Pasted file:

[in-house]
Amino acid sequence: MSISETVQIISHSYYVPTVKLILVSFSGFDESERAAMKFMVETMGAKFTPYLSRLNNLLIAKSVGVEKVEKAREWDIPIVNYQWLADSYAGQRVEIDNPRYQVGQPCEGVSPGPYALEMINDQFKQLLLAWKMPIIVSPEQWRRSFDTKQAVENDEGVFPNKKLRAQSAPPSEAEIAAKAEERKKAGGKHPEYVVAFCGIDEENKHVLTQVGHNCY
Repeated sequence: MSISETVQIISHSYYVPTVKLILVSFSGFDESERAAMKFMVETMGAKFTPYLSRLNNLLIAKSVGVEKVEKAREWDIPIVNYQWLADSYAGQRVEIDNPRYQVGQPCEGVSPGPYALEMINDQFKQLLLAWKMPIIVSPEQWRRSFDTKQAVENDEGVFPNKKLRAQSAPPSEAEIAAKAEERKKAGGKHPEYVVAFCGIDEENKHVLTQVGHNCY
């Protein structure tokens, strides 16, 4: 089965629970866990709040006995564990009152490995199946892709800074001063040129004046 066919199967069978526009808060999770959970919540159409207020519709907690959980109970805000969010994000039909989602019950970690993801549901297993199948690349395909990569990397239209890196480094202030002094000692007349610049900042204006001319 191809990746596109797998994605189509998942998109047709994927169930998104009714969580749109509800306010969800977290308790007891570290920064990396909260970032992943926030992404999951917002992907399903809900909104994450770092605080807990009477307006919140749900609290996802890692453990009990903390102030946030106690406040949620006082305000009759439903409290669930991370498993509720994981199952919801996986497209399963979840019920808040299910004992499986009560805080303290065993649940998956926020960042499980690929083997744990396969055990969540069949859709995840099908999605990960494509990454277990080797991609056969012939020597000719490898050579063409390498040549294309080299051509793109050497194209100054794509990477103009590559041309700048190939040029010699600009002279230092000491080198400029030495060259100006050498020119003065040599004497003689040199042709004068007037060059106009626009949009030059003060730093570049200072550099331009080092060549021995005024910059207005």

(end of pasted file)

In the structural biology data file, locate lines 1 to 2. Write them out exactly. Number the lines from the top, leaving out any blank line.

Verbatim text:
[in-house]
Amino acid sequence: MSISETVQIISHSYYVPTVKLILVSFSGFDESERAAMKFMVETMGAKFTPYLSRLNNLLIAKSVGVEKVEKAREWDIPIVNYQWLADSYAGQRVEIDNPRYQVGQPCEGVSPGPYALEMINDQFKQLLLAWKMPIIVSPEQWRRSFDTKQAVENDEGVFPNKKLRAQSAPPSEAEIAAKAEERKKAGGKHPEYVVAFCGIDEENKHVLTQVGHNCY